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Offer to process fuel abroad ‘unique’ opportunity, IAEA says
UN nuclear watchdog chief Mohamed ElBaradei has said that Iran was missing a "unique and fleeting" opportunity after it rejected an IAEA offer on Wednesday to process nuclear fuel abroad.
Representatives of the five permanent UN Security Council members -- Britain, China, France, Russia and the United States -- plus Germany met behind closed doors, part of long-running efforts to persuade Iran to curb its nuclear ambitions.
"Iran has not engaged in an intensified dialogue and in particular has not accepted to have a new meeting before the end of October to discuss nuclear issues," said the joint statement issued after the talks.
Officials declined to say whether the six would respond to Tehran's move, with EU foreign policy chief Javier Solana's spokeswoman saying only that "the meeting is to review the latest developments on the Iran nuclear issue."
The head of the UN's nuclear watchdog, Mohamed ElBaradei, held out little hope for the talks, or the “carrot and stick” approach of incentives backed by the threat of sanctions, currently being used.
"I think the Group of Six are partly meeting in an environment of desperation," he said in Berlin. "I haven't really talked to them but again, they talk about the dual track, but to me the second track is a dead-end street."
Many in the West suspect that the Islamic republic is covertly trying to build a nuclear weapon. Tehran insists it is only developing a civil energy programme, and has rejected attempts to force it to stop uranium enrichment.
In an attempt to draw Iran into talks and guarantee that its nuclear ambitions are peaceful, the six have offered to reprocess some of its low-enriched uranium abroad.
But on Wednesday, Iran rejected those plans, involving more than 70 percent of its stock of low-enriched uranium (LEU) abroad, brokered by the UN atomic watchdog the International Atomic Energy Agency (IAEA).
The LEU would have been converted into nuclear fuel and returned to Iran to power a research reactor in Tehran. Very highly refined uranium can be used to fuel an atomic bomb.
However, ElBaradei said he did not consider that to be the Islamic republic's final word.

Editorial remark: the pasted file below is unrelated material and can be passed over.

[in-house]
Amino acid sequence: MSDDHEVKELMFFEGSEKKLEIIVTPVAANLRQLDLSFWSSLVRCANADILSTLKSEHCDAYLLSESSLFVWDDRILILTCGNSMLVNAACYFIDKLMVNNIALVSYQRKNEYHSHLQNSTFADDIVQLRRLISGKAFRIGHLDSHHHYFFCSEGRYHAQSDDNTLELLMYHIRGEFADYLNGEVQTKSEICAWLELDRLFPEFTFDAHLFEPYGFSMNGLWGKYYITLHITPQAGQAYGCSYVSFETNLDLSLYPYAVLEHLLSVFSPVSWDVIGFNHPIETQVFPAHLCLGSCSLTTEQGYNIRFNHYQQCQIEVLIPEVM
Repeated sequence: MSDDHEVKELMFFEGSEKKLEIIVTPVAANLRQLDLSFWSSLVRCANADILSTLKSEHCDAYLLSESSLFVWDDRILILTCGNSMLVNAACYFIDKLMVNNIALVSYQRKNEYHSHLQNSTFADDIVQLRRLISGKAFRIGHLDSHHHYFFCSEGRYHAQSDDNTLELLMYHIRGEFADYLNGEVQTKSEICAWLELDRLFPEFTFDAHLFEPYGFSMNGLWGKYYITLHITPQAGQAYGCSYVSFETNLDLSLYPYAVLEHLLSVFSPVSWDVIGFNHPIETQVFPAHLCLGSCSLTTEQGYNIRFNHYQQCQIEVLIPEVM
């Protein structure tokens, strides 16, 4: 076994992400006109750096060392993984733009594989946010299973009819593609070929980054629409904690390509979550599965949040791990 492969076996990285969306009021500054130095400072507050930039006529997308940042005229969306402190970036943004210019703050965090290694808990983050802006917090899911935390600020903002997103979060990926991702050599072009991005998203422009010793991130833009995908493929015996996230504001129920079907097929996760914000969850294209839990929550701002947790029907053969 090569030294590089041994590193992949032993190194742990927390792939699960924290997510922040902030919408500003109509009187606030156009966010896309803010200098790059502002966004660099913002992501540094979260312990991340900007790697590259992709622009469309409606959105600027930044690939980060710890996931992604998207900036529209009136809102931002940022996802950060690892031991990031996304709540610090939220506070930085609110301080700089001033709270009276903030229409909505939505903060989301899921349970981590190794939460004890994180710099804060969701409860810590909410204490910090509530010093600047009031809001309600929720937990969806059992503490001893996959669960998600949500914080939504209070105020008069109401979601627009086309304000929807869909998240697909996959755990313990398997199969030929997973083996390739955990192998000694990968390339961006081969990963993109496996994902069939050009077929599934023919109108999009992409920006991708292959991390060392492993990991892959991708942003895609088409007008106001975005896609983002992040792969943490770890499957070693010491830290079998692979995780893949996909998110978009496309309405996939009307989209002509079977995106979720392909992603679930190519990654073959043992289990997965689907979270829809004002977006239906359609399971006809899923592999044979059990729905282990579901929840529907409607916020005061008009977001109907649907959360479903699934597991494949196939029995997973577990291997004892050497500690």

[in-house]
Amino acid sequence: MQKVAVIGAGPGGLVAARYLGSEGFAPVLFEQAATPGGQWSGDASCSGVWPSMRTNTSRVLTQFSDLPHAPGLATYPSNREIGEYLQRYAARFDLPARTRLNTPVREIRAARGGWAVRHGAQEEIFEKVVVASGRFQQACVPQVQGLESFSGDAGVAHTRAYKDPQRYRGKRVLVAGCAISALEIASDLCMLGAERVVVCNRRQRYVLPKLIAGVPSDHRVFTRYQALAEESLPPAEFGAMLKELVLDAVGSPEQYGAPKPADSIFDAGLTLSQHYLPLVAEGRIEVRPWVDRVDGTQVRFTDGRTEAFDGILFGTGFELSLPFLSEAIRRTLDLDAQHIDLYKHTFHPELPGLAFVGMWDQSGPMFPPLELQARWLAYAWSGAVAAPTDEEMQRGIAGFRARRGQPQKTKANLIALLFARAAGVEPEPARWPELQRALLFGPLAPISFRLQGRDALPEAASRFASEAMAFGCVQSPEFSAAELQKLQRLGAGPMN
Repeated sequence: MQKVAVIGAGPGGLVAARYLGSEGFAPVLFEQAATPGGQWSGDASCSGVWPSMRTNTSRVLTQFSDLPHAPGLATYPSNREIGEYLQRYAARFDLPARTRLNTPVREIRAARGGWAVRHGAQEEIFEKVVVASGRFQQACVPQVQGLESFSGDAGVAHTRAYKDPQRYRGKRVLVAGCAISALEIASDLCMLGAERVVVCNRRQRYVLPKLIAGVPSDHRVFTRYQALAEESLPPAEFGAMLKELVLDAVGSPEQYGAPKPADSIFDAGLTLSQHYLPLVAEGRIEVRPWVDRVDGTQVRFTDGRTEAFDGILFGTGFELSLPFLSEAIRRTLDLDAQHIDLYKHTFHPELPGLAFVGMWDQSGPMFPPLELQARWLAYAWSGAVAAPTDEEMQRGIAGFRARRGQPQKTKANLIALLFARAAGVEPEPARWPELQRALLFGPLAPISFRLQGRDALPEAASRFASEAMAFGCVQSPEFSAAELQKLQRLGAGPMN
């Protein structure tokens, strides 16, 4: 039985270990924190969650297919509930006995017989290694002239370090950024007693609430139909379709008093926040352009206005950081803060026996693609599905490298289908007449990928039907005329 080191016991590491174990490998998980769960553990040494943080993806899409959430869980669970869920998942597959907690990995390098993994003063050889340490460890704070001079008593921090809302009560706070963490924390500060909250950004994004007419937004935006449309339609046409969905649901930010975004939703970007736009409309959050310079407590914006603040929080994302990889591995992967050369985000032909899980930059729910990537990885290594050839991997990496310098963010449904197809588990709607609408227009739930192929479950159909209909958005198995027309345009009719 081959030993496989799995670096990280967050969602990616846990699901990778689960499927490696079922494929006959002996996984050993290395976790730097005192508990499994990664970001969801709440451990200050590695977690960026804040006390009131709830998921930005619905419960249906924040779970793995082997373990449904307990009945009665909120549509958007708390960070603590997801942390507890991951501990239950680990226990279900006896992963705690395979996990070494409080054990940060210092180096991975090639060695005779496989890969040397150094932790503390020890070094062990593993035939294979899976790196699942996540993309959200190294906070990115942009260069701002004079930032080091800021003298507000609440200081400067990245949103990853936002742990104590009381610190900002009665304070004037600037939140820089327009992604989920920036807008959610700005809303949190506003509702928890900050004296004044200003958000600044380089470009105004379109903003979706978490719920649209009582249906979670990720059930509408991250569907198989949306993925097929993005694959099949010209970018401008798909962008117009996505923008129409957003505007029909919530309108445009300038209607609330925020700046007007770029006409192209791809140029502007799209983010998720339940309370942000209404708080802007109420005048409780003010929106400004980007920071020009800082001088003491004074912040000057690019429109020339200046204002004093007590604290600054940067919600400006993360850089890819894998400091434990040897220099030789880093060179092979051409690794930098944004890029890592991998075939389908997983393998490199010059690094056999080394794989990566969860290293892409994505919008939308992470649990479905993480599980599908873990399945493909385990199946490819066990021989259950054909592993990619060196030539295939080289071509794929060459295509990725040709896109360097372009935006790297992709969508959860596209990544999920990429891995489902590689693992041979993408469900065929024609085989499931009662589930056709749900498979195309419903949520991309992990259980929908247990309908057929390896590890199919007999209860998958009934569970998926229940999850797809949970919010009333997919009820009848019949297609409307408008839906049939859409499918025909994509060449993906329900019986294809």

"I do not consider that I have received a final answer," he said.
"We have not received any written response from Iran. What I got of course is an oral response, which basically said 'we need to keep all the material in Iran until we get the fuel,'" he said.
"I believe that frankly the ball is very much in the Iranian court. I hope that they will not miss this unique and fleeting opportunity," ElBaradei added.
US President Barack Obama has warned that Washington has "begun discussions with its international partners about the importance of having consequences."
Russia played down the prospect of sanctions, but France has ruled out further talks sought by Iran on technical aspects of the deal.
Iranian President Mahmoud Ahmadinejad, meanwhile, again went on the offensive against Washington.
"If our nation sees they have changed their behaviour, dropped their arrogant attitude ... and return Iranian nation's rights and assets, the nation will accept that," he said in a televised speech.
Iran has refused to halt enrichment despite three sets of UN sanctions and it drew outrage in the West by disclosing in September a new enrichment plant, Fordo, which is being built inside a mountain near the holy city of Qom.
Iran's Foreign Minister Manouchehr Mottaki said Tehran wants more talks and is prepared to consider a simultaneous exchange of uranium for fuel for its Tehran reactor.
But that is unpalatable to the Western powers, who have tired of Iran's brinksmanship and alleged lack of good faith.